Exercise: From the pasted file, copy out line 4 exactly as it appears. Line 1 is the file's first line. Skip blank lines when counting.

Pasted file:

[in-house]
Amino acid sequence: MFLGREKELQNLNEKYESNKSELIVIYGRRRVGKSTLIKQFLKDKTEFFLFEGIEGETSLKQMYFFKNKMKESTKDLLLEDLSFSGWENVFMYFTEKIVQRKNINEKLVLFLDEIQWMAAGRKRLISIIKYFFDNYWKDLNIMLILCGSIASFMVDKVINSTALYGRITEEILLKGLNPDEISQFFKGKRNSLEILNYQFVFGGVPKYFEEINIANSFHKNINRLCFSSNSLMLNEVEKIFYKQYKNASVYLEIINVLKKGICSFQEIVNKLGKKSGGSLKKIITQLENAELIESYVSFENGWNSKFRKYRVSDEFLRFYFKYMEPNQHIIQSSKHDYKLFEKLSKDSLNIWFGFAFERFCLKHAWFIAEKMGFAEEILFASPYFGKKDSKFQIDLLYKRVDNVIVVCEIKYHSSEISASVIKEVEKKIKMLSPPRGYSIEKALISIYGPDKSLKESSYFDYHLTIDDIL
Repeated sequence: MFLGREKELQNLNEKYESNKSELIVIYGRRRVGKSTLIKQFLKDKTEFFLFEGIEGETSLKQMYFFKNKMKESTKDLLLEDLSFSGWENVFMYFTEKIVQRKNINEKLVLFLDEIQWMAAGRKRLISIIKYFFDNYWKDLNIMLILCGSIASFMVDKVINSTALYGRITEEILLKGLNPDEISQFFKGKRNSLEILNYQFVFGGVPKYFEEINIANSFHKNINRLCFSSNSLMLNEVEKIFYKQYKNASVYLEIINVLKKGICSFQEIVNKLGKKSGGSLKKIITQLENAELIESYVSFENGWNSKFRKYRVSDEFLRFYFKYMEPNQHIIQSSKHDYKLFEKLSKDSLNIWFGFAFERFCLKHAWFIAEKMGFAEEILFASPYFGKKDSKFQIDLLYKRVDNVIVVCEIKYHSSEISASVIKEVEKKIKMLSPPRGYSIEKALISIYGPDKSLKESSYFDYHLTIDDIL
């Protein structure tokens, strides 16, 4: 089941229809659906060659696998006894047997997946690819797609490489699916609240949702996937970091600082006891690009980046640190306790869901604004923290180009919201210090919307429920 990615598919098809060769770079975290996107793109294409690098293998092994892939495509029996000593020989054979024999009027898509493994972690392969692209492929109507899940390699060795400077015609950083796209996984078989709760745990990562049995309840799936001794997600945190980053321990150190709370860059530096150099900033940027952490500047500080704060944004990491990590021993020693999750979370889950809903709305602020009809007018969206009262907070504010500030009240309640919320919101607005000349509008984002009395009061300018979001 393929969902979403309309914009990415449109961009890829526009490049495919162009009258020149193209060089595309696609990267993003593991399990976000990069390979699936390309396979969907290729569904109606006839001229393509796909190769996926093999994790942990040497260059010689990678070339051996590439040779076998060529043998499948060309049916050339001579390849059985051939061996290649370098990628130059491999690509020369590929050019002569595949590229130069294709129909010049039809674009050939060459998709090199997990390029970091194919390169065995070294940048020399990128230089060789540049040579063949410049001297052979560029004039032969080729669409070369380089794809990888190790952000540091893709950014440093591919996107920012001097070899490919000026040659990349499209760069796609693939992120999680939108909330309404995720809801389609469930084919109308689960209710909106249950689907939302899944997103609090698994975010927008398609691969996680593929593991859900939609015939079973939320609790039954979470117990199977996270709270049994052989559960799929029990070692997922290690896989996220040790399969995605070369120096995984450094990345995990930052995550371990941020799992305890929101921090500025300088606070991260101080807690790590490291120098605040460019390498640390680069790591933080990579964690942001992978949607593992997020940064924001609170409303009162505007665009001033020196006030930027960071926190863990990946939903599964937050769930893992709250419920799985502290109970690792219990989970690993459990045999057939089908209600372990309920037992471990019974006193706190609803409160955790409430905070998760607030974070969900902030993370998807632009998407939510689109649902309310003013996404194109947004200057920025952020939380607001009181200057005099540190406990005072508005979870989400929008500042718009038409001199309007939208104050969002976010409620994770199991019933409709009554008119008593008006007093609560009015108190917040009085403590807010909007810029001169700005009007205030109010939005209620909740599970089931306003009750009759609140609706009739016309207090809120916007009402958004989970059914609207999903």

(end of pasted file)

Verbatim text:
């Protein structure tokens, strides 16, 4: 089941229809659906060659696998006894047997997946690819797609490489699916609240949702996937970091600082006891690009980046640190306790869901604004923290180009919201210090919307429920 990615598919098809060769770079975290996107793109294409690098293998092994892939495509029996000593020989054979024999009027898509493994972690392969692209492929109507899940390699060795400077015609950083796209996984078989709760745990990562049995309840799936001794997600945190980053321990150190709370860059530096150099900033940027952490500047500080704060944004990491990590021993020693999750979370889950809903709305602020009809007018969206009262907070504010500030009240309640919320919101607005000349509008984002009395009061300018979001 393929969902979403309309914009990415449109961009890829526009490049495919162009009258020149193209060089595309696609990267993003593991399990976000990069390979699936390309396979969907290729569904109606006839001229393509796909190769996926093999994790942990040497260059010689990678070339051996590439040779076998060529043998499948060309049916050339001579390849059985051939061996290649370098990628130059491999690509020369590929050019002569595949590229130069294709129909010049039809674009050939060459998709090199997990390029970091194919390169065995070294940048020399990128230089060789540049040579063949410049001297052979560029004039032969080729669409070369380089794809990888190790952000540091893709950014440093591919996107920012001097070899490919000026040659990349499209760069796609693939992120999680939108909330309404995720809801389609469930084919109308689960209710909106249950689907939302899944997103609090698994975010927008398609691969996680593929593991859900939609015939079973939320609790039954979470117990199977996270709270049994052989559960799929029990070692997922290690896989996220040790399969995605070369120096995984450094990345995990930052995550371990941020799992305890929101921090500025300088606070991260101080807690790590490291120098605040460019390498640390680069790591933080990579964690942001992978949607593992997020940064924001609170409303009162505007665009001033020196006030930027960071926190863990990946939903599964937050769930893992709250419920799985502290109970690792219990989970690993459990045999057939089908209600372990309920037992471990019974006193706190609803409160955790409430905070998760607030974070969900902030993370998807632009998407939510689109649902309310003013996404194109947004200057920025952020939380607001009181200057005099540190406990005072508005979870989400929008500042718009038409001199309007939208104050969002976010409620994770199991019933409709009554008119008593008006007093609560009015108190917040009085403590807010909007810029001169700005009007205030109010939005209620909740599970089931306003009750009759609140609706009739016309207090809120916007009402958004989970059914609207999903």